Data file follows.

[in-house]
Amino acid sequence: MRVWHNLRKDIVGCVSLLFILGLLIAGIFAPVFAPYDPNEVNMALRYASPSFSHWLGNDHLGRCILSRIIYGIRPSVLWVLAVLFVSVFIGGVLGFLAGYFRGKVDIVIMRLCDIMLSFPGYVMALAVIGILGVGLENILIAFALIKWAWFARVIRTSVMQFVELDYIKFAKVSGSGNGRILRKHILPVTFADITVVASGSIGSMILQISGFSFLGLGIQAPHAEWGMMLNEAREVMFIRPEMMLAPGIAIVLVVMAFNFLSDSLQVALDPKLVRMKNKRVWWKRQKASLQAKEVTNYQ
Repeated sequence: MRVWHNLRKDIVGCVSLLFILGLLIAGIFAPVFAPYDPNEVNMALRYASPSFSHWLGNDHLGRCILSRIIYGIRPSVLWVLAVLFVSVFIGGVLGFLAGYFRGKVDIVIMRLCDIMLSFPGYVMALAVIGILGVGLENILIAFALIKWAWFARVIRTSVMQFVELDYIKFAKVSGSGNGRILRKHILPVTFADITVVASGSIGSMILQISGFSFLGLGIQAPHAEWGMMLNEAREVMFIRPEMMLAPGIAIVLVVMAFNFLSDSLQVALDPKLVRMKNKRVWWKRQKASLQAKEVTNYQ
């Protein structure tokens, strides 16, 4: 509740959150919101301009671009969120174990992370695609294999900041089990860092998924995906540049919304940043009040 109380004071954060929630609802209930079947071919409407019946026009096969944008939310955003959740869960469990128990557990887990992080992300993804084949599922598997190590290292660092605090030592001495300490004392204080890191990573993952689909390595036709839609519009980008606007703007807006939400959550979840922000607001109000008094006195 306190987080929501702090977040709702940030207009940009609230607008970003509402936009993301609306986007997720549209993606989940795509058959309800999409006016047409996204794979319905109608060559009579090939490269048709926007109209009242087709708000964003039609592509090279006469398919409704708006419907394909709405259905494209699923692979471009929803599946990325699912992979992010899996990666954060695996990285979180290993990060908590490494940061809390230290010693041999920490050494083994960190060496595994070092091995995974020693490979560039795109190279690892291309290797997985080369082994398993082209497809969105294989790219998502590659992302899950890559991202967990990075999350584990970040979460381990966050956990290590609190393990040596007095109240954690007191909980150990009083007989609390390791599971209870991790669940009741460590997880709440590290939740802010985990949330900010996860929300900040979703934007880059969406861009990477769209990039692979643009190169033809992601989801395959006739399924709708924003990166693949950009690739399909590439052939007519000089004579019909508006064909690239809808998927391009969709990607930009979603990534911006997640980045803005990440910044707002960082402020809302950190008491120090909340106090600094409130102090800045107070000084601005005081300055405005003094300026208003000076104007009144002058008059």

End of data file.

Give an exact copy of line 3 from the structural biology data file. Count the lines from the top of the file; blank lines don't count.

Repeated sequence: MRVWHNLRKDIVGCVSLLFILGLLIAGIFAPVFAPYDPNEVNMALRYASPSFSHWLGNDHLGRCILSRIIYGIRPSVLWVLAVLFVSVFIGGVLGFLAGYFRGKVDIVIMRLCDIMLSFPGYVMALAVIGILGVGLENILIAFALIKWAWFARVIRTSVMQFVELDYIKFAKVSGSGNGRILRKHILPVTFADITVVASGSIGSMILQISGFSFLGLGIQAPHAEWGMMLNEAREVMFIRPEMMLAPGIAIVLVVMAFNFLSDSLQVALDPKLVRMKNKRVWWKRQKASLQAKEVTNYQ